Objection 2: Further, it is written (James 3:16): "Where jealousy [Douay: 'envy'] and contention are, there are inconstancy and every evil work." But jealousy pertains to envy. Therefore inconstancy pertains not to imprudence but to envy.
Objection 3: Further, a man would seem to be inconstant who fails to persevere in what he has proposed to do. Now this is a mark of "incontinency" in pleasurable matters, and of "effeminacy" or "squeamishness" in unpleasant matters, according to Ethic. vii, 1. Therefore inconstancy does not pertain to imprudence.
On the contrary, It belongs to prudence to prefer the greater good to the lesser. Therefore to forsake the greater good belongs to imprudence. Now this is inconstancy. Therefore inconstancy belongs to imprudence.
I answer that, Inconstancy denotes withdrawal from a definite good purpose. Now the origin of this withdrawal is in the appetite, for a man does not withdraw from a previous good purpose, except on account of something being inordinately pleasing to him: nor is this withdrawal completed except through a defect of reason, which is deceived in rejecting what before it had rightly accepted. And since it can resist the impulse of the passions, if it fail to do this, it is due to its own weakness in not standing to the good purpose it has conceived; hence inconstancy, as to its completion, is due to a defect in the reason. Now just as all rectitude of the practical reason belongs in some degree to prudence, so all lack of that rectitude belongs to imprudence. Consequently inconstancy, as to its completion, belongs to imprudence. And just as precipitation is due to a defect in the act of counsel, and thoughtlessness to a defect in the act of judgment, so inconstancy arises from a defect in the act of command. For a man is stated to be inconstant because his reason fails in commanding what has been counselled and judged.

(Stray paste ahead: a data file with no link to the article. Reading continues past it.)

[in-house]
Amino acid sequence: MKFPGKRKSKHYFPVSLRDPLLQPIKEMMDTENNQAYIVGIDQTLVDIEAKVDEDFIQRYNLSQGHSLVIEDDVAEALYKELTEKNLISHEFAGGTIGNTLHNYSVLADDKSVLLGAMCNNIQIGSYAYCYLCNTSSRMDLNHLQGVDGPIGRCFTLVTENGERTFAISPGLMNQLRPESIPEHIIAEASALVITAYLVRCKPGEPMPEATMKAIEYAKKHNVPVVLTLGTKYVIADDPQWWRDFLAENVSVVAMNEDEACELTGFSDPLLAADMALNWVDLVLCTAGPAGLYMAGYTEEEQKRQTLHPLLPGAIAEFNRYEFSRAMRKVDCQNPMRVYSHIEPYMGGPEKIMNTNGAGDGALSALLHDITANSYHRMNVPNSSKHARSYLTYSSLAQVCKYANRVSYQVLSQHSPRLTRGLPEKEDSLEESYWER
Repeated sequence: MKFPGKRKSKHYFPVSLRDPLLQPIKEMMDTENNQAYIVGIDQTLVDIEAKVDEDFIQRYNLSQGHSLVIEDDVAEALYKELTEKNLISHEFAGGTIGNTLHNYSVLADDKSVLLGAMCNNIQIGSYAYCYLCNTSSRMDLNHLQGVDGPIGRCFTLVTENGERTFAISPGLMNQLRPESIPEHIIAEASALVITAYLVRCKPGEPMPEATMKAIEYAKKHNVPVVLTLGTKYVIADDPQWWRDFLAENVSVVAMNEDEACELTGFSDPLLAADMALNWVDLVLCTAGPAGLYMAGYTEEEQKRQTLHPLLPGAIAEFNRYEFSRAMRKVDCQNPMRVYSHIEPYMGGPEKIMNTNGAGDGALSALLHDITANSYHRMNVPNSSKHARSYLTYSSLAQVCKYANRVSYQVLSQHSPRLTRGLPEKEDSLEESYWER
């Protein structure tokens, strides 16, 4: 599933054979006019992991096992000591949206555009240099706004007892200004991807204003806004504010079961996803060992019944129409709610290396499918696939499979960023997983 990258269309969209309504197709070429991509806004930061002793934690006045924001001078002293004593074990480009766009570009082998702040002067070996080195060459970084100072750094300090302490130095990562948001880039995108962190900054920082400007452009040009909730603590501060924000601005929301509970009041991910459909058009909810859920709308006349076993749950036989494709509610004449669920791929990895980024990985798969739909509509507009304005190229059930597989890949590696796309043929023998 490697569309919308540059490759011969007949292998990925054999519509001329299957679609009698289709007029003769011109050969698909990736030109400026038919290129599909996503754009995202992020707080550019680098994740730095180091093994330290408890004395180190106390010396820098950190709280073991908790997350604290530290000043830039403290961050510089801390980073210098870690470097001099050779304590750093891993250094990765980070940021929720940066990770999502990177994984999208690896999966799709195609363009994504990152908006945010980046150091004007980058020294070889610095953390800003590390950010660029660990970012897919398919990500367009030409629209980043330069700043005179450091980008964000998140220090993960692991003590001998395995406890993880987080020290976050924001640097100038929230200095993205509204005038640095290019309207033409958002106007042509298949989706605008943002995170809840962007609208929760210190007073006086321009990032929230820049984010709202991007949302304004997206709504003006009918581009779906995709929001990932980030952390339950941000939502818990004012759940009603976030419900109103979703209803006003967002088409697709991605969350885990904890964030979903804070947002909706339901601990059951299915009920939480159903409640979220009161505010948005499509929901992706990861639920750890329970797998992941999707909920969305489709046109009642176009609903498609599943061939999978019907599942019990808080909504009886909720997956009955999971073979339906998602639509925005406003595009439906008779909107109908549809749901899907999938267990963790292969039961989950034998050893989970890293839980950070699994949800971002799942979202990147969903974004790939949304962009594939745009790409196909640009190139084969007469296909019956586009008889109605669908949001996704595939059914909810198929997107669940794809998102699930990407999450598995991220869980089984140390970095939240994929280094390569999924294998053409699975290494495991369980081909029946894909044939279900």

Reply to Objection 1: The good of prudence is shared by all the moral virtues, and accordingly perseverance in good belongs to all moral virtues, chiefly, however, to fortitude, which suffers a greater impulse to the contrary.
Reply to Objection 2: Envy and anger, which are the source of contention, cause inconstancy on the part of the appetite, to which power the origin of inconstancy is due, as stated above.
Reply to Objection 3: Continency and perseverance seem to be not in the appetitive power, but in the reason. For the continent man suffers evil concupiscences, and the persevering man suffers grievous sorrows (which points to a defect in the appetitive power); but reason stands firm, in the continent man, against concupiscence, and in the persevering man, against sorrow. Hence continency and perseverance seem to be species of constancy which pertains to reason; and to this power inconstancy pertains also.